A Study on the Etiology, Severity, and Mortality of 3260 Patients With Acute Pancreatitis According to the Revised Atlanta Classification in Jiangxi, China Over an 8-Year Period

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Currently, the epidemiology of acute pancreatitis (AP) according to the Atlanta classification 2012 is rare. Thus, we aim to evaluate the etiology, severity, and mortality of AP according to Atlanta classification 2012 in Jiangxi, China.


We analyzed 3260 hospitalized patients between 2005 and 2012 from AP database. The severity was classified by the Atlanta classification 2012.


3260 patients were admitted. Cholelithiasis (58.7%), hyperlipidemia (14.3%), and alcohol (4.5%) were the top 3 etiologies. Besides, in 16.7% of patients, the etiology still unexplained. 1238 patients (38.0%) were categorized as mild, 1551 (47.6%) as moderate, and 471 (14.4%) as severe acute pancreatitis. Hyperlipidemia and alcohol were the more common cause in men, especially the younger and middle aged, whereas cholelithiasis were the more common cause in women, especially the elderly. The overall mortality of AP was 1.2% and 8.5% in severe acute pancreatitis. Meanwhile, both severe idiopathic and hyperlipidemic pancreatitis had significantly higher mortality rate than severe biliary pancreatitis.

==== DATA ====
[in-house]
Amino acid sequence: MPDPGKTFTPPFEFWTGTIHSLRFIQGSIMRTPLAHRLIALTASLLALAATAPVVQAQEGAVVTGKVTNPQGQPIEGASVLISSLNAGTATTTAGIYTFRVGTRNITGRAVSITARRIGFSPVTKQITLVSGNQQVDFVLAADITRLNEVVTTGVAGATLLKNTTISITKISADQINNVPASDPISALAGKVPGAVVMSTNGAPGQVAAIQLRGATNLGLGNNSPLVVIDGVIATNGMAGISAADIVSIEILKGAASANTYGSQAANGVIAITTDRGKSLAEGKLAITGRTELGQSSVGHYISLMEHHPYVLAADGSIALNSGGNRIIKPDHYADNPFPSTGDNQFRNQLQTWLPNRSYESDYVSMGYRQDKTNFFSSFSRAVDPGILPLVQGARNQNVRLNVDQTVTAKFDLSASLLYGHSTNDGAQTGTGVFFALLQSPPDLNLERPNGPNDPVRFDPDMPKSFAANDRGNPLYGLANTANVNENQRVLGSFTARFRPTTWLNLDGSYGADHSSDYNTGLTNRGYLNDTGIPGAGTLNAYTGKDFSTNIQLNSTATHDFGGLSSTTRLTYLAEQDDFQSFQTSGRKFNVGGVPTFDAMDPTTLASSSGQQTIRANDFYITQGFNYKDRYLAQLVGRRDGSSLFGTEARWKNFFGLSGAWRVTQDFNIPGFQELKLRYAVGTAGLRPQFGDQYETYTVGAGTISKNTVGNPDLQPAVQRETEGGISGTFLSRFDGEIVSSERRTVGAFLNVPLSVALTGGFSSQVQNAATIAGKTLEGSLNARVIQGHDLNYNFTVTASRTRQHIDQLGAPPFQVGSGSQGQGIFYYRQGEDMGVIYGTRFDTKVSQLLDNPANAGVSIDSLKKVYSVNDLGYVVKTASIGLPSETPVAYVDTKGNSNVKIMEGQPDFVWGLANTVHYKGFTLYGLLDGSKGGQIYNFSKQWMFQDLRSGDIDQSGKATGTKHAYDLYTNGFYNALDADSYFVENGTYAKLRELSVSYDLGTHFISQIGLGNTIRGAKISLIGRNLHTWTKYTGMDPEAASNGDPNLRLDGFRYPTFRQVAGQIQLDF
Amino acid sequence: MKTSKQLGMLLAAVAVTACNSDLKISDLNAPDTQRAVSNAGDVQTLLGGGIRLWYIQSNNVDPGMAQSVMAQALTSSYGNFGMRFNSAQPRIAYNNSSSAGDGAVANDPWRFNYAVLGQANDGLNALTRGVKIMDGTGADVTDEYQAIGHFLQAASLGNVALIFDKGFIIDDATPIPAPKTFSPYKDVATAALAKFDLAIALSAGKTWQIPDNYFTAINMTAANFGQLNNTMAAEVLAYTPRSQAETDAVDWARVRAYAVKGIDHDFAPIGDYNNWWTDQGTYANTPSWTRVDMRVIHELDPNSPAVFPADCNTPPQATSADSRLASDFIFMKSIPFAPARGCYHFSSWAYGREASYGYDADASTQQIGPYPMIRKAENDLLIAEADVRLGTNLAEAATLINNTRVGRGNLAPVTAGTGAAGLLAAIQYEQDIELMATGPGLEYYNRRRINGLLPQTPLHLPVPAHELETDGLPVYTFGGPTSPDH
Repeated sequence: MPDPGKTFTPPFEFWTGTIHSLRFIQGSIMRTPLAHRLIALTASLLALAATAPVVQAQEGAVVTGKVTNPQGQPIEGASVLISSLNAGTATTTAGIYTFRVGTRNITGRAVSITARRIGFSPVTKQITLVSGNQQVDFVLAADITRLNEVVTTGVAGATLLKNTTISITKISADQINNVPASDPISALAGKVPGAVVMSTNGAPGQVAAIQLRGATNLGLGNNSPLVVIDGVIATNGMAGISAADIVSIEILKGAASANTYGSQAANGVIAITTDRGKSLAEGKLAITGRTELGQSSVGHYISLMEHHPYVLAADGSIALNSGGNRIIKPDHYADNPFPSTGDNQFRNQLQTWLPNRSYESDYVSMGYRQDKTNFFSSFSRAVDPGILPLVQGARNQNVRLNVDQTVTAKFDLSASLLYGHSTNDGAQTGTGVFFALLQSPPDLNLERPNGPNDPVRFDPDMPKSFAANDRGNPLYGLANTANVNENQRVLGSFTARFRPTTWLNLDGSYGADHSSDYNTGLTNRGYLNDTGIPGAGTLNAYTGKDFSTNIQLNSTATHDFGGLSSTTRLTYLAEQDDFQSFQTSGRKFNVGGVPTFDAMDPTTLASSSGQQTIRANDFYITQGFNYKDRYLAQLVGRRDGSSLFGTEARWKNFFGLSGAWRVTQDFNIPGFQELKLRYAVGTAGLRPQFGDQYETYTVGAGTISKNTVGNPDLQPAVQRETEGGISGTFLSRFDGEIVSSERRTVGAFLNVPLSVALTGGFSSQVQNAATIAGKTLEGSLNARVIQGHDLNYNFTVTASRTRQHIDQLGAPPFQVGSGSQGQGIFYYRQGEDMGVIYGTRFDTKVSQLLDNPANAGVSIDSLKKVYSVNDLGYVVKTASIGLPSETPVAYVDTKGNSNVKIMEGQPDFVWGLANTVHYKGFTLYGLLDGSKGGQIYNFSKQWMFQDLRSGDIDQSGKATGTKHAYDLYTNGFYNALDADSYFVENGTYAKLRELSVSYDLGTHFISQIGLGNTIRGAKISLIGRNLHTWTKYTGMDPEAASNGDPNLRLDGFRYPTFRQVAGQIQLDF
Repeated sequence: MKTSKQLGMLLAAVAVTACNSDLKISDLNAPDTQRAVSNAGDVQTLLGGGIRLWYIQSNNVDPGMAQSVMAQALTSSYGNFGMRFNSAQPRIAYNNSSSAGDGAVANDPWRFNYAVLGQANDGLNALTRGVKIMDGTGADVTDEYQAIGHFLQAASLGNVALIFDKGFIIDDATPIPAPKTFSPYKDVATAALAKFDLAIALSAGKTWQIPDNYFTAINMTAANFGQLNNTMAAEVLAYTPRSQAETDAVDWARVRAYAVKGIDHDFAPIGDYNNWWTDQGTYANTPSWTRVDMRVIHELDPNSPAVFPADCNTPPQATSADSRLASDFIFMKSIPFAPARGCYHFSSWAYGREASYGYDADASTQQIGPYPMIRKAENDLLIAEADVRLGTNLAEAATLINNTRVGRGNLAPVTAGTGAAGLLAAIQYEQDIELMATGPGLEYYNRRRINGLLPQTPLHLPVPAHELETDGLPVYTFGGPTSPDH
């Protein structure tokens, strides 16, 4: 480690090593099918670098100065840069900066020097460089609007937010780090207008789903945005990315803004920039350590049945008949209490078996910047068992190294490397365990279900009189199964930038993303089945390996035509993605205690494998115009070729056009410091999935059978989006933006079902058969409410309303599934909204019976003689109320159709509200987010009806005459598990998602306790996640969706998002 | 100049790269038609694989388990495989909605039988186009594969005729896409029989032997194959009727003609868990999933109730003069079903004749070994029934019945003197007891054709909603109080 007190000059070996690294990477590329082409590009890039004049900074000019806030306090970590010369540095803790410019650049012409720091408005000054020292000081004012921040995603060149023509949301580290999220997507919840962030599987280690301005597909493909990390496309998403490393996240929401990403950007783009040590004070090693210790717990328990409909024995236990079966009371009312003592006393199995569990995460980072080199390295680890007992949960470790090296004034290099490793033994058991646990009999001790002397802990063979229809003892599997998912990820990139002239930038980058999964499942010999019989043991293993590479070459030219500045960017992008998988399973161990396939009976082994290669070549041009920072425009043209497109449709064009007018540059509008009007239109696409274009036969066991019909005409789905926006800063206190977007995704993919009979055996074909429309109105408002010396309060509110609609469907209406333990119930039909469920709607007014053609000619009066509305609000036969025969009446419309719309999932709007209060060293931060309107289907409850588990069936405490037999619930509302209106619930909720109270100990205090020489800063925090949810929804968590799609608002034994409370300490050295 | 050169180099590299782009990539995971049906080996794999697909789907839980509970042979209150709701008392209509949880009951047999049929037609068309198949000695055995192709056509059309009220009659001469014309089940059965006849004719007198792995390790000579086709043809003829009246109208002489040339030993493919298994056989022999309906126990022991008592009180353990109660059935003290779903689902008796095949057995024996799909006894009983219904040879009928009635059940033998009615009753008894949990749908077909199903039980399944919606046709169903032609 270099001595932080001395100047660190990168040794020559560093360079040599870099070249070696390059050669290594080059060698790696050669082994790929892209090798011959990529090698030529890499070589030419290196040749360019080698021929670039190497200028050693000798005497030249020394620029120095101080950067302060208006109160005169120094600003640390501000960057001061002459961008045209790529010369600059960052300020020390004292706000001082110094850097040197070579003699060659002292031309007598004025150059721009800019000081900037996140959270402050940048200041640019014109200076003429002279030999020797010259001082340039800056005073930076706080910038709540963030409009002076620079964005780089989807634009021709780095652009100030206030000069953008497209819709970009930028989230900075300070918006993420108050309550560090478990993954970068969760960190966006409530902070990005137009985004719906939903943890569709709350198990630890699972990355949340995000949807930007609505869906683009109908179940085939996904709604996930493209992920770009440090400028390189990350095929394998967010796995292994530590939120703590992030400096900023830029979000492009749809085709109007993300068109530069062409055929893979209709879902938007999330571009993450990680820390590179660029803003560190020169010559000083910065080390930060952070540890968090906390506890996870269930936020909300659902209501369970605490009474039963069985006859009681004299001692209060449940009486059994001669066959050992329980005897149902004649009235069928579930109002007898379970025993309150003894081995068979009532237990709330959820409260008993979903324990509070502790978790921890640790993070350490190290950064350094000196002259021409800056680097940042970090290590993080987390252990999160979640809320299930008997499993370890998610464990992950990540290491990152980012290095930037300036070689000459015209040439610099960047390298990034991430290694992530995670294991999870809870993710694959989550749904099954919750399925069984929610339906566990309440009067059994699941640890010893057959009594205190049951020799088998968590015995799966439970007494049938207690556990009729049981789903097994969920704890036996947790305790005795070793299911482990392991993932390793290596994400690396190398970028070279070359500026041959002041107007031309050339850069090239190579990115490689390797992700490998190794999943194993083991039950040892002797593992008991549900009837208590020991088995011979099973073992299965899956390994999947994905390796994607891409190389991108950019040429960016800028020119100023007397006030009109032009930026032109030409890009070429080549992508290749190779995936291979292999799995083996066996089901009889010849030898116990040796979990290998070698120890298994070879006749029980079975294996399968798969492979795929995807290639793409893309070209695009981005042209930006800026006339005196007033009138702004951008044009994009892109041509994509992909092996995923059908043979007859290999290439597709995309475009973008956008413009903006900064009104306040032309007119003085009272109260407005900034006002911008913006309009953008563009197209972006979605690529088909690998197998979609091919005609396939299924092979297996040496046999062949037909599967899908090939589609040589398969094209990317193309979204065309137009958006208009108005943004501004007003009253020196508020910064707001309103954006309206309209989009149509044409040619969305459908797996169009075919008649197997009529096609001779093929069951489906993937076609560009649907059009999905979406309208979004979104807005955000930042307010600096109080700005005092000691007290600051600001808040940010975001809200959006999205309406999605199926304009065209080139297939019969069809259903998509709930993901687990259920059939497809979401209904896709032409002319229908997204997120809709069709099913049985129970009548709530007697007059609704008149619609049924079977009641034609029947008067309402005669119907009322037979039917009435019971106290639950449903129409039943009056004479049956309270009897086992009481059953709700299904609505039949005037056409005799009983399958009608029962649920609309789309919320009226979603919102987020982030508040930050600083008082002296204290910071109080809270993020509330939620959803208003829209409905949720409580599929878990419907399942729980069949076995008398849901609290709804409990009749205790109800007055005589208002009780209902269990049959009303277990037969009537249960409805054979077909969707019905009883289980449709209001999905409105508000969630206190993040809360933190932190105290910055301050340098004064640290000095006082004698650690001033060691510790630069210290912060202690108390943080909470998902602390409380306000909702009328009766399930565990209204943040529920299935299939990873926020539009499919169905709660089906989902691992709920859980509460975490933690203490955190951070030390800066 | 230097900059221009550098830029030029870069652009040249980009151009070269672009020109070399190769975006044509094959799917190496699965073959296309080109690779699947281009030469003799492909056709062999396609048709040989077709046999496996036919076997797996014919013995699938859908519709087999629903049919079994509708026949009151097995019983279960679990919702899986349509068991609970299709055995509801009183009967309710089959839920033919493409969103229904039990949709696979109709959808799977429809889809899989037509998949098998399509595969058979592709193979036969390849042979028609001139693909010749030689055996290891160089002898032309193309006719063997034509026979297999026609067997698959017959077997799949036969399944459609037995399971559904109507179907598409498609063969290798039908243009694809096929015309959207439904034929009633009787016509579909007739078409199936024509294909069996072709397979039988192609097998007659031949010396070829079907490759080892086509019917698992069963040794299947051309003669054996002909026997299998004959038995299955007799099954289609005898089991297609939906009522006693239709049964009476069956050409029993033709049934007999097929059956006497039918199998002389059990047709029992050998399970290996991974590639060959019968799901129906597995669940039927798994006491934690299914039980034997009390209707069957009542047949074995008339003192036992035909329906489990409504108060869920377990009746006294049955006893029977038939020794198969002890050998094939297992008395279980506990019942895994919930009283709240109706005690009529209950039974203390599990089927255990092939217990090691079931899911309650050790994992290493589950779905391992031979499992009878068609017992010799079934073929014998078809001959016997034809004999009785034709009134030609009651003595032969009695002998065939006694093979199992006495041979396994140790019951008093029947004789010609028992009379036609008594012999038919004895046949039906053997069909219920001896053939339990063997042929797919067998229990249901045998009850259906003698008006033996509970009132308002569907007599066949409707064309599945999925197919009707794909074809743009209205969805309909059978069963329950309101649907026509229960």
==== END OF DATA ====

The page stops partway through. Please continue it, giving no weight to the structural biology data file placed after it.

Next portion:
Cholelithiasis was the main etiology in Jiangxi, China, and hyperlipidemia ranked second. There were different etiological proportion according to age, sex, and severity. Furthermore, the higher mortality rate occurred in severe idiopathic and hyperlipidemic pancreatitis, although there was no clear association between mortality and age.

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